I have previously argued that the history of species must be treated like a evolutionary trajectory: we can only appreciate a species in a relative sense, just as we must evaluate physical trajectories relative to our own motion.
But what happens when we try to measure the very small in physics? We find there is a limit to the precision at which we can measure, as given by the uncertainty principle.
This suggests that there may be some similar limit when it comes to measuring small changes in species. The more we try to pin down exactly what a species is, the less sure we will be about its future and the more we measure the direction the species is heading, the less sure we will be about exactly what constitutes that species.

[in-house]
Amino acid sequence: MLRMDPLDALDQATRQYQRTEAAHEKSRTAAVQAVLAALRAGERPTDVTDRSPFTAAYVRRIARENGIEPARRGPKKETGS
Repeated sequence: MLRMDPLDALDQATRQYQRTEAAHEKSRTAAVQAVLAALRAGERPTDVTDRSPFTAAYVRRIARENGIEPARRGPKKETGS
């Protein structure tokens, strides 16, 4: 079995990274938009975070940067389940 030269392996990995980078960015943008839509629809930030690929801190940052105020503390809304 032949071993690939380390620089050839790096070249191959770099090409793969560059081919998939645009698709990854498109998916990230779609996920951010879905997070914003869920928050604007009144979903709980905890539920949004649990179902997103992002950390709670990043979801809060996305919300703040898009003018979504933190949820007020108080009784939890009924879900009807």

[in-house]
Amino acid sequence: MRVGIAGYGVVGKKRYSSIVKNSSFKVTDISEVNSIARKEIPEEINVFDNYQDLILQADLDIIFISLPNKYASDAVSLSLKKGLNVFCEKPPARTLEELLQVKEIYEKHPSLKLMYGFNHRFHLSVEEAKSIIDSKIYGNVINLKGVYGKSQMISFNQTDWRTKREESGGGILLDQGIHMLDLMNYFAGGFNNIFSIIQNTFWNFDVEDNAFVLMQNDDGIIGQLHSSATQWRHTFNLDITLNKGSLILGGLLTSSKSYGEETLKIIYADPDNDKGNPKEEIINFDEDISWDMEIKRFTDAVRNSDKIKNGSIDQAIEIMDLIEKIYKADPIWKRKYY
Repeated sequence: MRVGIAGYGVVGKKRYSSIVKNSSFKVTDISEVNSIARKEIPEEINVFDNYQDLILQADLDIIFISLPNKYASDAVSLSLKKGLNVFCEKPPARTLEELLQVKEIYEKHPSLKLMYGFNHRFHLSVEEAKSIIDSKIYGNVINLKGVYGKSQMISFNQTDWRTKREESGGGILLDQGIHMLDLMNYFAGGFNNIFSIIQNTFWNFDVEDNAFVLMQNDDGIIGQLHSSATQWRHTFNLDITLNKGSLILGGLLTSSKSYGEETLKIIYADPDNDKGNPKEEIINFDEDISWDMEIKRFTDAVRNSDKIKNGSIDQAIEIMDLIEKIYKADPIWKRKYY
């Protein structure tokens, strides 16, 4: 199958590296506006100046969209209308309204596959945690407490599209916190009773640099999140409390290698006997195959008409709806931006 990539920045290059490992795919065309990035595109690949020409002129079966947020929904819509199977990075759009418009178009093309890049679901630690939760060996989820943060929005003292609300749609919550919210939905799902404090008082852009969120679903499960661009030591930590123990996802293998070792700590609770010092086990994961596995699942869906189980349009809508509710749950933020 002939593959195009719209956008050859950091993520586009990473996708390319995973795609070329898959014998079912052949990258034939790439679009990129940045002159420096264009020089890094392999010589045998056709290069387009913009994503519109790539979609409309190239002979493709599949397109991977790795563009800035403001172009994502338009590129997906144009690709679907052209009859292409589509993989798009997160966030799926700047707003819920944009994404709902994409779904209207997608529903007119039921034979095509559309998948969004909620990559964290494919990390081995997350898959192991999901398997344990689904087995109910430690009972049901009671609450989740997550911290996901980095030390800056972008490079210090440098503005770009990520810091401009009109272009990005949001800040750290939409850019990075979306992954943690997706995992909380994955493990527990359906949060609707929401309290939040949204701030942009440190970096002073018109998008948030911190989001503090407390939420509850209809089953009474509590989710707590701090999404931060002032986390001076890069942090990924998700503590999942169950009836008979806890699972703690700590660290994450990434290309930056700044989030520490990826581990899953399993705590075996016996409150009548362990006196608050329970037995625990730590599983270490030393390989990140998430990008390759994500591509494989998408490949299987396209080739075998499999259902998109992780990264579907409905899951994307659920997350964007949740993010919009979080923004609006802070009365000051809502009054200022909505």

If genetic drift is just another way of saying that we cannot pin down the exact genetic make-up of a species then drift may be considered to be an instance of the uncertainty principle.
and HAPPY NEW YEAR